The Horse and Mule
“Do not be like the horse and the mule, senseless creatures which will not come near you unless their spirit is tamed by bit and bridle. Again and again the sinner must feel the lash; he who trusts in the Lord finds nothing but mercy all around him.” (Psalm 32: 9-10 Knox)
David paints a vivid picture of the carnal nature of man by alluding to these two “senseless creatures.” Truly, those who are not under the influence and control of the Holy Spirit are utterly thickheaded to spiritual truths. (By contrast, Jesus said the Prodigal “came to his sense” in the pigpen and began the long journey back to his father.)
But these brute beasts’ lack of sense is not the only spiritual reality that can be derived from this illustration. Although these two animals are similar in many ways, I believe David chose them to also illustrate their most distinguishing characteristics.
In its natural state, the horse is a wild and unruly animal. It is utterly useless to its human owner until it undergoes the long process of being broken of its own will. Here again we are presented with a perfect description of an unconquered man. He fights and bucks against all restraint being placed upon him. It is only after he has suffered long at the hands of sin’s dominion that he will respond to the Master’s loving invitation, “Come to me and I will give you rest—all of you who work so hard beneath a heavy yoke. Wear my yoke—for it fits perfectly—and let me teach you; for I am gentle and humble, and you shall find rest for your souls; for I give you only light burdens.” (Matthew 11:28-30 LB)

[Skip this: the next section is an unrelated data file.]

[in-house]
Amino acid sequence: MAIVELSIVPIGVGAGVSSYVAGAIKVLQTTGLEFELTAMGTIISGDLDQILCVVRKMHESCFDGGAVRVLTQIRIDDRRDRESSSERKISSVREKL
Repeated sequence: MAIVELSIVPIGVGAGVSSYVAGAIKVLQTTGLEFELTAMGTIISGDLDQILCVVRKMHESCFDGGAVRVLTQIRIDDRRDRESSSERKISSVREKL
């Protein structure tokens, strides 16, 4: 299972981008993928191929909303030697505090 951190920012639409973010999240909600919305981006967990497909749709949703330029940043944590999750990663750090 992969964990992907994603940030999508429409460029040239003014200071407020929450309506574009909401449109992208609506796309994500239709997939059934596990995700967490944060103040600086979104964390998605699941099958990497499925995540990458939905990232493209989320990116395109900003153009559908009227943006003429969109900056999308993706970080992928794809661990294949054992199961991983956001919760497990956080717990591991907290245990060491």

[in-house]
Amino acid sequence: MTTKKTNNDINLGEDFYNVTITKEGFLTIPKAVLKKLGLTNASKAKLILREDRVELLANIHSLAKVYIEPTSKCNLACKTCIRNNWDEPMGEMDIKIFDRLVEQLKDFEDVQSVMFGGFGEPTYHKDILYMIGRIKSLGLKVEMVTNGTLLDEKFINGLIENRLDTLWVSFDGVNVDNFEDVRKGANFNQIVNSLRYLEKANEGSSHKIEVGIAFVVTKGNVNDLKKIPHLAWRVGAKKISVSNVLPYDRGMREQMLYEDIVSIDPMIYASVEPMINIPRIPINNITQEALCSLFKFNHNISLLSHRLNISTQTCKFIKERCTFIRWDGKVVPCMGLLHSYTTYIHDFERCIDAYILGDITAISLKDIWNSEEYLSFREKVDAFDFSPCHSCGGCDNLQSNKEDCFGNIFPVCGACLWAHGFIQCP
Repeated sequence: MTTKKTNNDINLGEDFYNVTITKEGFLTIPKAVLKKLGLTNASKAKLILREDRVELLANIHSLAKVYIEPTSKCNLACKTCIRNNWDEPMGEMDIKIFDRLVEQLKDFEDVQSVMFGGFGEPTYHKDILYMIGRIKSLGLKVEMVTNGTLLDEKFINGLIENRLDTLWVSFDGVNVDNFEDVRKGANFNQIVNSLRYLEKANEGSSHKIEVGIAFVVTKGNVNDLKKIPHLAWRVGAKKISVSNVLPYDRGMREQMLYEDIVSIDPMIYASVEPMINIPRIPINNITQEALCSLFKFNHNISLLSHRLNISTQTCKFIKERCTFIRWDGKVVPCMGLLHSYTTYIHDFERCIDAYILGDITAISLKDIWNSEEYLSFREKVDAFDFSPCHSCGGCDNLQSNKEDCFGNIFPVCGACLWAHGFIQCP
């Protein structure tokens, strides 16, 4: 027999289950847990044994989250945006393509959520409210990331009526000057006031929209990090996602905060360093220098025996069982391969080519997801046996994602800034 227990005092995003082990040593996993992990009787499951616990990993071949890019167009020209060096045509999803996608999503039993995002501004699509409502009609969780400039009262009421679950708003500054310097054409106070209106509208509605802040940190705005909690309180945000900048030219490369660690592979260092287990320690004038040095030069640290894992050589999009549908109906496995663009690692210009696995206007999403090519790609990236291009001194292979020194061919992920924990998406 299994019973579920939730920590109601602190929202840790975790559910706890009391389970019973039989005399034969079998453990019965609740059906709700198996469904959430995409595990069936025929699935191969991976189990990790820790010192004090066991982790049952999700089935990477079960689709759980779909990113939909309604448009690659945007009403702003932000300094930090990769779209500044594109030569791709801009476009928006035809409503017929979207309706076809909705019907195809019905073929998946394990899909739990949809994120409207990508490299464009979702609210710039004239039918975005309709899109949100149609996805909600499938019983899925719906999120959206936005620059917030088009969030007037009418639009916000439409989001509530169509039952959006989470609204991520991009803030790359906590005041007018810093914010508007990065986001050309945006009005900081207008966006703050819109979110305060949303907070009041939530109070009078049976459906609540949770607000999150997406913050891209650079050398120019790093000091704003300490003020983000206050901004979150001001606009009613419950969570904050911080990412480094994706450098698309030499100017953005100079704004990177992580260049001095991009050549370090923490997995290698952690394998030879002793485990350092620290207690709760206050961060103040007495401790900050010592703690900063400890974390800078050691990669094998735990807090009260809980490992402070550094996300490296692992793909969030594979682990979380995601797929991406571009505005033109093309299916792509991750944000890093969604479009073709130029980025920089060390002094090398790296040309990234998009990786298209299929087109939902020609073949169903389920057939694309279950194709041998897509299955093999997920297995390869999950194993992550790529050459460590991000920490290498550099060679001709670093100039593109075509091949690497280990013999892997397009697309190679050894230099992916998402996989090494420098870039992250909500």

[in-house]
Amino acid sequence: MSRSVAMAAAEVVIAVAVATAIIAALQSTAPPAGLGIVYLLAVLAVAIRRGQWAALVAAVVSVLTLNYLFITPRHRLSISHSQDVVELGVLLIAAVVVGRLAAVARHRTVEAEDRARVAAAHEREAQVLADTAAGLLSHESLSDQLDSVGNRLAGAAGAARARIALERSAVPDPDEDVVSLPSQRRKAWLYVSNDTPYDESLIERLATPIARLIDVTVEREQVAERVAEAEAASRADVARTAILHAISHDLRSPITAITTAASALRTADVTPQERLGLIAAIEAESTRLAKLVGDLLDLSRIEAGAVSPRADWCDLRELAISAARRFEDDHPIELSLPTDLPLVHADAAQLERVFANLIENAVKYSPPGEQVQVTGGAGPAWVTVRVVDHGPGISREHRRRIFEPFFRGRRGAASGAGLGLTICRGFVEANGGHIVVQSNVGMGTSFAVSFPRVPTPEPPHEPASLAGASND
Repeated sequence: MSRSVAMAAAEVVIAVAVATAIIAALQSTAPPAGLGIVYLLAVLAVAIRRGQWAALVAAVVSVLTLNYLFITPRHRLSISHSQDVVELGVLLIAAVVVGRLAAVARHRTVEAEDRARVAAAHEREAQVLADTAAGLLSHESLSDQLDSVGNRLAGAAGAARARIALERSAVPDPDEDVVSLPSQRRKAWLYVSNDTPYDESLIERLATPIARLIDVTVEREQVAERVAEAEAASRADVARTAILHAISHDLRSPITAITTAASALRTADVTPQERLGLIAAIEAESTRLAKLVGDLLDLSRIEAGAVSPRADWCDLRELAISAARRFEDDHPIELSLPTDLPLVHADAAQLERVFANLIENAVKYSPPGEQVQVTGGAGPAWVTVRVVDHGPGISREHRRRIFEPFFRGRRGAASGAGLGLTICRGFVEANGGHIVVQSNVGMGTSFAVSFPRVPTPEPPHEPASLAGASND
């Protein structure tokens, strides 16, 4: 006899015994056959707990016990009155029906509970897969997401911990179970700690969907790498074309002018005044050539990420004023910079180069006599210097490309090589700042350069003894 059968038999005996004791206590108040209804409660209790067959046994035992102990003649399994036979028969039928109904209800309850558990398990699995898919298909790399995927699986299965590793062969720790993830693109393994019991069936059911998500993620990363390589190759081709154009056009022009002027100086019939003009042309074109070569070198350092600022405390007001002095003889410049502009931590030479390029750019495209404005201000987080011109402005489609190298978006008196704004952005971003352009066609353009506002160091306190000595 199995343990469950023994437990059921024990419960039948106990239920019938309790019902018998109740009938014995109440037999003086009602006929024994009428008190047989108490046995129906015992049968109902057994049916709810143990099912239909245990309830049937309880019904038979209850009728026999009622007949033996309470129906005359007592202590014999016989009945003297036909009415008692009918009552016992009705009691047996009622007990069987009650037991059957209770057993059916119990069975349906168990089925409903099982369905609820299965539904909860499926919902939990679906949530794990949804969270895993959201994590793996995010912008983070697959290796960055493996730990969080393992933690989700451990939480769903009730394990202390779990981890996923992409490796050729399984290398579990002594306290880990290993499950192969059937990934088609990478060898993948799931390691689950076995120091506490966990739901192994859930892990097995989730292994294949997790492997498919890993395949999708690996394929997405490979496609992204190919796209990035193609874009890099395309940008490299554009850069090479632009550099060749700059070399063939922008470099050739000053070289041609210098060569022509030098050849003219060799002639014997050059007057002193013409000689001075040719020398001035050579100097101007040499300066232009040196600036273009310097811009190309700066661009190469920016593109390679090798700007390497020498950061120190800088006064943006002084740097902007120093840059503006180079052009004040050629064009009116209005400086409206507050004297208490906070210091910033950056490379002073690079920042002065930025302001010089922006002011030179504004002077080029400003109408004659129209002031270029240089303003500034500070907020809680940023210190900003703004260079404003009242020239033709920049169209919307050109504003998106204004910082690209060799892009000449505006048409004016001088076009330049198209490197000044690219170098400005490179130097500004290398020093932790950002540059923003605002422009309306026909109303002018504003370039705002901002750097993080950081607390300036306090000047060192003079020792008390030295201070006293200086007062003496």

Such a marvelous offer! Yet man is not quick to relinquish control over his own life. He truly is “stubborn as a mule.” His natural response to the gospel message is to resist the conviction of the Holy Spirit, resist the God-given inclination to surrender and resist God’s insistence on obedience.
Those who will not submit to the processes of God will eventually reap the consequences of their rebellion. The following translations accurately, if somewhat differently, convey the sense of verse 10:
- The sinner will be full of trouble… (BBE)
- An evil person suffers much pain… (NET)
- The torments of the wicked are many… (Har)
The Hebrew word translated variously as “sinner” is a general term describing unbelievers. Those who will not subject themselves to God’s authority, are certain to face a life of “much pain,” many “torments” and “full of trouble.” But this is also a relative spiritual truth. In other words, to the degree a person is given over to rebellion will determine the sorrow he will face in life.
And how about you? Can you discern the difference between the normal hardships of life, the disciplines of the Lord and the consequences that come from rebellion? Do you regularly, consciously submit yourself to the Lord’s yoke?